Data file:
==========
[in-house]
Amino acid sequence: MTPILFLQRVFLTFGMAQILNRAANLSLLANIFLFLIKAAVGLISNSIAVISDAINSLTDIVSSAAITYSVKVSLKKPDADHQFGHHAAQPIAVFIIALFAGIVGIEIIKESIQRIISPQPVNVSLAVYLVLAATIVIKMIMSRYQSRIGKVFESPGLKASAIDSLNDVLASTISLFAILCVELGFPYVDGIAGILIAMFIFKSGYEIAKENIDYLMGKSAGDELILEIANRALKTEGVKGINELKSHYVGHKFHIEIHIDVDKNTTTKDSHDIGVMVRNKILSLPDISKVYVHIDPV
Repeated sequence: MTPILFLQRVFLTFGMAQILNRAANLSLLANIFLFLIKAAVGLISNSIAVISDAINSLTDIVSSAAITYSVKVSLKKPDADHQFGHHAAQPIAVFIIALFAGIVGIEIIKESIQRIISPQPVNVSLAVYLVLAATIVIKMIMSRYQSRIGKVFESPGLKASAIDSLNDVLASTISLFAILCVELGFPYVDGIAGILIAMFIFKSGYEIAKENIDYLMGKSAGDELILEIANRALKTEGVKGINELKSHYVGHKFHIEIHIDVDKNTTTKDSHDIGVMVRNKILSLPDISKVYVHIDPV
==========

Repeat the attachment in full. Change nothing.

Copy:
[in-house]
Amino acid sequence: MTPILFLQRVFLTFGMAQILNRAANLSLLANIFLFLIKAAVGLISNSIAVISDAINSLTDIVSSAAITYSVKVSLKKPDADHQFGHHAAQPIAVFIIALFAGIVGIEIIKESIQRIISPQPVNVSLAVYLVLAATIVIKMIMSRYQSRIGKVFESPGLKASAIDSLNDVLASTISLFAILCVELGFPYVDGIAGILIAMFIFKSGYEIAKENIDYLMGKSAGDELILEIANRALKTEGVKGINELKSHYVGHKFHIEIHIDVDKNTTTKDSHDIGVMVRNKILSLPDISKVYVHIDPV
Repeated sequence: MTPILFLQRVFLTFGMAQILNRAANLSLLANIFLFLIKAAVGLISNSIAVISDAINSLTDIVSSAAITYSVKVSLKKPDADHQFGHHAAQPIAVFIIALFAGIVGIEIIKESIQRIISPQPVNVSLAVYLVLAATIVIKMIMSRYQSRIGKVFESPGLKASAIDSLNDVLASTISLFAILCVELGFPYVDGIAGILIAMFIFKSGYEIAKENIDYLMGKSAGDELILEIANRALKTEGVKGINELKSHYVGHKFHIEIHIDVDKNTTTKDSHDIGVMVRNKILSLPDISKVYVHIDPV